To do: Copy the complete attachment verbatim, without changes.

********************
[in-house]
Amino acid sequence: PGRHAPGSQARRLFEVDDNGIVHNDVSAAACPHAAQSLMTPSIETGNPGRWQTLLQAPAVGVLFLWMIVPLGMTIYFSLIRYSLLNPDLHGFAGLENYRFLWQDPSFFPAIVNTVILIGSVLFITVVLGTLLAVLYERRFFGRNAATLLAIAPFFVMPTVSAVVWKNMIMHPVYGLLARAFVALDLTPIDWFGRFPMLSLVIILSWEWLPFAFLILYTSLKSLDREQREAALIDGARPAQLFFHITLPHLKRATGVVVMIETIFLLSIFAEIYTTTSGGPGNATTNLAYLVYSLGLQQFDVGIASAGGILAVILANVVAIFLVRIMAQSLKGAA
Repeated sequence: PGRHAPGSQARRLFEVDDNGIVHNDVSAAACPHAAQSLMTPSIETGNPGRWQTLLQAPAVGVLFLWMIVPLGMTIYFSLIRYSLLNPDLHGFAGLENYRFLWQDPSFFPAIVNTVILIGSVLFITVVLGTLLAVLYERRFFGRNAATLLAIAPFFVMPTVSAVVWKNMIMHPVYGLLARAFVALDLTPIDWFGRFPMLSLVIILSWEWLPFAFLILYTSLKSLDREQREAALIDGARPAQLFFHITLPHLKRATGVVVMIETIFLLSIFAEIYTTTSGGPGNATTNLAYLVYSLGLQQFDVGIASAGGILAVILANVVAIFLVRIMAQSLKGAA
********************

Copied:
[in-house]
Amino acid sequence: PGRHAPGSQARRLFEVDDNGIVHNDVSAAACPHAAQSLMTPSIETGNPGRWQTLLQAPAVGVLFLWMIVPLGMTIYFSLIRYSLLNPDLHGFAGLENYRFLWQDPSFFPAIVNTVILIGSVLFITVVLGTLLAVLYERRFFGRNAATLLAIAPFFVMPTVSAVVWKNMIMHPVYGLLARAFVALDLTPIDWFGRFPMLSLVIILSWEWLPFAFLILYTSLKSLDREQREAALIDGARPAQLFFHITLPHLKRATGVVVMIETIFLLSIFAEIYTTTSGGPGNATTNLAYLVYSLGLQQFDVGIASAGGILAVILANVVAIFLVRIMAQSLKGAA
Repeated sequence: PGRHAPGSQARRLFEVDDNGIVHNDVSAAACPHAAQSLMTPSIETGNPGRWQTLLQAPAVGVLFLWMIVPLGMTIYFSLIRYSLLNPDLHGFAGLENYRFLWQDPSFFPAIVNTVILIGSVLFITVVLGTLLAVLYERRFFGRNAATLLAIAPFFVMPTVSAVVWKNMIMHPVYGLLARAFVALDLTPIDWFGRFPMLSLVIILSWEWLPFAFLILYTSLKSLDREQREAALIDGARPAQLFFHITLPHLKRATGVVVMIETIFLLSIFAEIYTTTSGGPGNATTNLAYLVYSLGLQQFDVGIASAGGILAVILANVVAIFLVRIMAQSLKGAA